The scope of the practice of pharmacists continues to evolve, particularly in the management of medications related to blood pressure control [3]. Prior systematic reviews and meta-analyses have shown that with interventions by pharmacists, systolic blood pressures can decrease by as much as 7.6 points (95% confidence interval -9.5 to 6.3) [4]. Importantly, this effect was limited by the extent of physician follow-up [5]. A recent randomized controlled trial conduced in Alberta, Canada hypothesized that by allowing pharmacists to independently prescribe drug therapy, hypertension can be better controlled. This study enrolled 248 adults with high blood pressure as defined by Canadian guidelines through community pharmacies, hospitals, or primary care centers in 23 communities in Alberta [3]. Patients in the intervention group received an assessment of blood pressure and cardiac risk factors from their pharmacists, including education on hypertension, laboratory monitoring, and follow-up visits, while the control group received usual care from their pharmacist or primary care physician. The primary outcome was change in systolic blood pressure (SBP) at 6 months. Overall, the intervention group had a mean reduction in SBP of 18.3 points compared with 11.8 points in the standard treatment group, with an odds ratio in favor of achieving BP target of 2.32 (95% confidence interval 1.17 – 4.15). There were, however, several limitations to the study. Neither the patients nor the pharmacists were blinded to the intervention, the sample size was small, and the pharmacists received remuneration for their participation, whereas the physicians did not. Finally, the study does not report adverse outcomes from medication management either from pharmacist or physician prescriptions. Despite these limitations, this study does provide evidence that the use of interdisciplinary teams that includes pharmacists is useful in achieving blood pressure targets.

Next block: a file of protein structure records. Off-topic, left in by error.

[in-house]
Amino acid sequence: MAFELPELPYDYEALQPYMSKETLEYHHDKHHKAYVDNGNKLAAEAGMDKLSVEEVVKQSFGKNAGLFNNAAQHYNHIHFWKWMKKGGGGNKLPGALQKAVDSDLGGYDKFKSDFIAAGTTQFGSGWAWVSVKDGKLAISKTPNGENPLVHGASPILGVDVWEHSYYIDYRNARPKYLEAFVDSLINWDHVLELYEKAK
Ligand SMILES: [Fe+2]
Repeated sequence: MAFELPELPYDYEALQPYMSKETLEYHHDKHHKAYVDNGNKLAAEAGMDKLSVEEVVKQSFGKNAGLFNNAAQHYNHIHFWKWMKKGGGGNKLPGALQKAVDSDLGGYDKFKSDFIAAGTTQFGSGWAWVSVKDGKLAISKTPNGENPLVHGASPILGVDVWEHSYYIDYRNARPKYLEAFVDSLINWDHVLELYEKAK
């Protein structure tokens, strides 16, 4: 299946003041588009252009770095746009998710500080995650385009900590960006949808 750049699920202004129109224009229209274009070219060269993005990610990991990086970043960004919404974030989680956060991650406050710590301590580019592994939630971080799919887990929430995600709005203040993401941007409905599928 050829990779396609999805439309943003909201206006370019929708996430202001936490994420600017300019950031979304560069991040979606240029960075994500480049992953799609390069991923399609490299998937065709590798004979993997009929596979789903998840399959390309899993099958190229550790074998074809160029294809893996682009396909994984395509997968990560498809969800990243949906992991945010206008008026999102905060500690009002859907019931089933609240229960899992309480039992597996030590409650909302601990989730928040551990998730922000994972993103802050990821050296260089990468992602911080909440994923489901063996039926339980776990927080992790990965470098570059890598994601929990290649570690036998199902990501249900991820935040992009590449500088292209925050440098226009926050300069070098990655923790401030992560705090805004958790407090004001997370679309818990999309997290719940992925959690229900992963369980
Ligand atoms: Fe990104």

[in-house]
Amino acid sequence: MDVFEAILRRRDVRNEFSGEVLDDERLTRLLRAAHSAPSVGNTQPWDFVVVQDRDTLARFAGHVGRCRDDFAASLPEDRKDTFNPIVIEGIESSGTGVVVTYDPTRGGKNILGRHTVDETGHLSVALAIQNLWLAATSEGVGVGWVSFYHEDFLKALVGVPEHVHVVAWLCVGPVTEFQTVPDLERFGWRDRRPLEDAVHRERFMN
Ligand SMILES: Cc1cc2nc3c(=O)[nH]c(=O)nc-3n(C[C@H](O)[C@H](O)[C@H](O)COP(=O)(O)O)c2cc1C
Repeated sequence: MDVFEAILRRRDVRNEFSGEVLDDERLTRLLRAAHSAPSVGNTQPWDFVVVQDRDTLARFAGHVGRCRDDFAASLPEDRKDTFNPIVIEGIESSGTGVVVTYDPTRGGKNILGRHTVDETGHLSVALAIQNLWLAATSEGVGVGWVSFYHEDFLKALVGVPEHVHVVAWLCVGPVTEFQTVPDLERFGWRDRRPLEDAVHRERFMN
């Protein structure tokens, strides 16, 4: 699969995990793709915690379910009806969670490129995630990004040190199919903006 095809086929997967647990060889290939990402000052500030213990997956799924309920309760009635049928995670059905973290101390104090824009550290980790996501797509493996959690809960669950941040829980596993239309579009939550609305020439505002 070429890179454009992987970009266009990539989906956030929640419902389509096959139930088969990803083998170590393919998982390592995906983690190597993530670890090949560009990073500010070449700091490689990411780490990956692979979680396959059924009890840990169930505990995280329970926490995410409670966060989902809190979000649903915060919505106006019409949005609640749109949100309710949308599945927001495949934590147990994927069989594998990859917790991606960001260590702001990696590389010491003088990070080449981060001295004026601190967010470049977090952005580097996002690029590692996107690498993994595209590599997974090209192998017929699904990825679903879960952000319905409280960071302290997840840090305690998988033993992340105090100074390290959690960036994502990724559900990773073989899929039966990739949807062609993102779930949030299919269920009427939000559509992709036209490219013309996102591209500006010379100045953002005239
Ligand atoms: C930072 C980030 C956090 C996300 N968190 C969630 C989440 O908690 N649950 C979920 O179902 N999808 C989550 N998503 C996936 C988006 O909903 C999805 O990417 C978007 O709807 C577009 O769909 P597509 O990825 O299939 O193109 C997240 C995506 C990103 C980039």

Cinacalcet and cardiovascular disease in hemodialysis.